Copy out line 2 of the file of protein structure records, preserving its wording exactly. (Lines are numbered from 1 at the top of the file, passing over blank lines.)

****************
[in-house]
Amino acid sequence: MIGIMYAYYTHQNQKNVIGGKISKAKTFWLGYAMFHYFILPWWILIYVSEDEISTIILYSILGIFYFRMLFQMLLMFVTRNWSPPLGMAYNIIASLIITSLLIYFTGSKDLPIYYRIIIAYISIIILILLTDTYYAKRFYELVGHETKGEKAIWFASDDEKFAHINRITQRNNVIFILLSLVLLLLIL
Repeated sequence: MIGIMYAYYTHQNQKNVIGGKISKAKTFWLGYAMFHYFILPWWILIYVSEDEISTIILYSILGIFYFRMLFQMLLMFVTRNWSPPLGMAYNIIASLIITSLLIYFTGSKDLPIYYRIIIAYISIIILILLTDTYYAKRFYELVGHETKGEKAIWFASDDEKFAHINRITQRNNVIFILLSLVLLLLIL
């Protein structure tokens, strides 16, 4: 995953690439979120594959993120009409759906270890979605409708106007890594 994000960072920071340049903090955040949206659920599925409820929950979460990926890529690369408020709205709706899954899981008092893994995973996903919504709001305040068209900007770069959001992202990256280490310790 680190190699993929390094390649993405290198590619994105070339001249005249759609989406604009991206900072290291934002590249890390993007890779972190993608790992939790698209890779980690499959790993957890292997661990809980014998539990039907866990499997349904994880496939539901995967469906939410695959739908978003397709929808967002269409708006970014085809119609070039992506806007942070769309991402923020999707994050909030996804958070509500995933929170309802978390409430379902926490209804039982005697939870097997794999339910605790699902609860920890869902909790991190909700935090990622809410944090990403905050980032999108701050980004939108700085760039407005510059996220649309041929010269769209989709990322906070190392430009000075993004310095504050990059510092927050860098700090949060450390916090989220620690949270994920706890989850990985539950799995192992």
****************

Amino acid sequence: MIGIMYAYYTHQNQKNVIGGKISKAKTFWLGYAMFHYFILPWWILIYVSEDEISTIILYSILGIFYFRMLFQMLLMFVTRNWSPPLGMAYNIIASLIITSLLIYFTGSKDLPIYYRIIIAYISIIILILLTDTYYAKRFYELVGHETKGEKAIWFASDDEKFAHINRITQRNNVIFILLSLVLLLLIL